Brad Duncan
brad [at] malware-traffic-analysis.net (c) SANS Internet Storm Center. https://isc.sans.edu Creative Commons Attribution-Noncommercial 3.0 United States License.
Categories: Security Posts

Automating Security Operations: What It Takes to Defend Against Something Like WannaCry

Fortinet FortiGuard Blog - 11 hours 8 min ago
A major challenge facing security vendors today is that most solutions and products are developed based on knowledge of previous threats that already exist. This makes many security solutions reactive by their very design, which is not a tenable strategy for facing the volume of new attacks and strategies arising today. This arms race of identifying new threats, then reacting has been the primary strategy since the dawn of malware: A new virus is identified and then security vendors write the antivirus signature to block it; a polymorphic virus...
Categories: Security Posts

Breaking the iris scanner locking Samsung’s Galaxy S8 is laughably easy

ArsTechnica: Security Content - Tue, 2017/05/23 - 23:10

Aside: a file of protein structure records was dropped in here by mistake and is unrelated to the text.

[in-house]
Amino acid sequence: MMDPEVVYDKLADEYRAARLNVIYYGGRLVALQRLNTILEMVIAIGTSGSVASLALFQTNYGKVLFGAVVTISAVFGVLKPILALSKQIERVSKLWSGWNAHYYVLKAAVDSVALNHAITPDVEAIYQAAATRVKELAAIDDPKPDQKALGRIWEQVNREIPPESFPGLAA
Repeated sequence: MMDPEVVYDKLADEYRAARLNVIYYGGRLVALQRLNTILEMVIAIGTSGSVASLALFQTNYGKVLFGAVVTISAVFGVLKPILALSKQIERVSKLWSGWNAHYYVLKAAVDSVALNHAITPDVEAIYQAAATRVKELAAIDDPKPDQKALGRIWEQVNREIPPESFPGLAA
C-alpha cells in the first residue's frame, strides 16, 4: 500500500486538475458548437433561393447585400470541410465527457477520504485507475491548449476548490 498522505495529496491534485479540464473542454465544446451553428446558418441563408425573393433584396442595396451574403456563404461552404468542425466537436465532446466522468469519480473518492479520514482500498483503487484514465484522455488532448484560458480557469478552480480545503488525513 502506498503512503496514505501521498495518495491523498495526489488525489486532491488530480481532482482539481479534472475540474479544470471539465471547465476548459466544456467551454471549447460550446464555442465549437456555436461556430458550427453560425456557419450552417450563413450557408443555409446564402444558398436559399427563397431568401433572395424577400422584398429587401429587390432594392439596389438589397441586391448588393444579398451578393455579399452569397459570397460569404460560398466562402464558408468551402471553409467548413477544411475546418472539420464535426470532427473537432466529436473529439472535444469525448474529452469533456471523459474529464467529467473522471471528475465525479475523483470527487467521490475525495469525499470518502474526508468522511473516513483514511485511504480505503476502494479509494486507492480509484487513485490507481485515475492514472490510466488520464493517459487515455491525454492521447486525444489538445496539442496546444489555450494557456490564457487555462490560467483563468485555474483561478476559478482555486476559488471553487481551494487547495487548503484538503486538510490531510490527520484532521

Enlarge (credit: Chaos Computer Club) Hackers have broken the iris-based authentication in Samsung's Galaxy S8 smartphone in an easy-to-execute attack that's at odds with the manufacturer's claim that the mechanism is "one of the safest ways to keep your phone locked." The cost of the hack is less than the $725 price for an unlocked Galaxy S8 phone, hackers with the Chaos Computer Club in Germany said Tuesday. All that was required was a digital camera, a laser printer (ironically, models made by Samsung provided the best results), and a contact lens. The hack required taking a picture of the subject's face, printing it on paper, superimposing the contact lens, and holding the image in front of the locked Galaxy S8. The photo need not be a close up, although using night-shot mode or removing the infrared filter helps. The hackers provided a video demonstration of the bypass. Starbug, the moniker used by one of the principal researchers behind the hack, told Ars he singled out the Samsung Galaxy S8 because it's among the first flagship phones to offer iris recognition as an alternative to passwords and PINs. He said he suspects future mobile devices that offer iris recognition may be equally easy to hack. Despite the ease, both Samsung and Princeton Identity, the manufacturer of the iris-recognition technology used in the Galaxy S8, say iris recognition provides "airtight security" that allows consumers to "finally trust that their phones are protected." Princeton Identity also said the Samsung partnership "brings us one step closer to making iris recognition the standard for user authentication." Read 4 remaining paragraphs | Comments